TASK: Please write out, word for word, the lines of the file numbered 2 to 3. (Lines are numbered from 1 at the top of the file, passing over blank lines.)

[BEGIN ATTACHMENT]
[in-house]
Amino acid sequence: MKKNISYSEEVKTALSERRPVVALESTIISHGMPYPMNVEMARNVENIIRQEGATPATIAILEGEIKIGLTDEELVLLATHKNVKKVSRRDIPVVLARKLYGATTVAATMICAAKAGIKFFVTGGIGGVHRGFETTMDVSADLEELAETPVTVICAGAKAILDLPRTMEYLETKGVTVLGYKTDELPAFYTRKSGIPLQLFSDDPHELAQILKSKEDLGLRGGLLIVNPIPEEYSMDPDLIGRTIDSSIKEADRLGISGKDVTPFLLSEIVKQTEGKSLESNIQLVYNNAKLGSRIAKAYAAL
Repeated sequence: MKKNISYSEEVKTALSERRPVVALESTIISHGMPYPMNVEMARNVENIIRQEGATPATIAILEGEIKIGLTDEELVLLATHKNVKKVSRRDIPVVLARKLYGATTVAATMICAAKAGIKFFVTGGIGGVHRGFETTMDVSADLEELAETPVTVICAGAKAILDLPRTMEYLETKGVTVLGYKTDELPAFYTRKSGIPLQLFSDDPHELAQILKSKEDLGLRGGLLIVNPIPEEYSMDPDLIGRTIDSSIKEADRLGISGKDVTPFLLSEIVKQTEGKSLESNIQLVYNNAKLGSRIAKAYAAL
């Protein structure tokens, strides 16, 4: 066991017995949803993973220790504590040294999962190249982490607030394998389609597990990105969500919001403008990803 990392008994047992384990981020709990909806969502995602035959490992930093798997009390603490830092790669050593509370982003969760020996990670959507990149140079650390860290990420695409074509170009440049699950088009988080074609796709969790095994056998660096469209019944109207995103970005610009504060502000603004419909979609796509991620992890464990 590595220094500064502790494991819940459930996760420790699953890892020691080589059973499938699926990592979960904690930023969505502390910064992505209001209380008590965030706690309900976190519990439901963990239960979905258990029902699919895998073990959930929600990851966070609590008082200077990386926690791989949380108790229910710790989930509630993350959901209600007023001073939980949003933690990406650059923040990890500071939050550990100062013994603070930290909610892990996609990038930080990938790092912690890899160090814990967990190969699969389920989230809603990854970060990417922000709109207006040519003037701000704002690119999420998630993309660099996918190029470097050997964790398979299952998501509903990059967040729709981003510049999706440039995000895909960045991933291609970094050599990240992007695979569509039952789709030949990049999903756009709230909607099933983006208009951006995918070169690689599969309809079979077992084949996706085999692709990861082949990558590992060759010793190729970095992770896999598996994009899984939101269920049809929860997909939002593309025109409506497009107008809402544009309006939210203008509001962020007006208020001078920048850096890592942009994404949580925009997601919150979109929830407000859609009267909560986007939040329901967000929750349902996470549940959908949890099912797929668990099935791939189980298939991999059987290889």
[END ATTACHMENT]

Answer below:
Amino acid sequence: MKKNISYSEEVKTALSERRPVVALESTIISHGMPYPMNVEMARNVENIIRQEGATPATIAILEGEIKIGLTDEELVLLATHKNVKKVSRRDIPVVLARKLYGATTVAATMICAAKAGIKFFVTGGIGGVHRGFETTMDVSADLEELAETPVTVICAGAKAILDLPRTMEYLETKGVTVLGYKTDELPAFYTRKSGIPLQLFSDDPHELAQILKSKEDLGLRGGLLIVNPIPEEYSMDPDLIGRTIDSSIKEADRLGISGKDVTPFLLSEIVKQTEGKSLESNIQLVYNNAKLGSRIAKAYAAL
Repeated sequence: MKKNISYSEEVKTALSERRPVVALESTIISHGMPYPMNVEMARNVENIIRQEGATPATIAILEGEIKIGLTDEELVLLATHKNVKKVSRRDIPVVLARKLYGATTVAATMICAAKAGIKFFVTGGIGGVHRGFETTMDVSADLEELAETPVTVICAGAKAILDLPRTMEYLETKGVTVLGYKTDELPAFYTRKSGIPLQLFSDDPHELAQILKSKEDLGLRGGLLIVNPIPEEYSMDPDLIGRTIDSSIKEADRLGISGKDVTPFLLSEIVKQTEGKSLESNIQLVYNNAKLGSRIAKAYAAL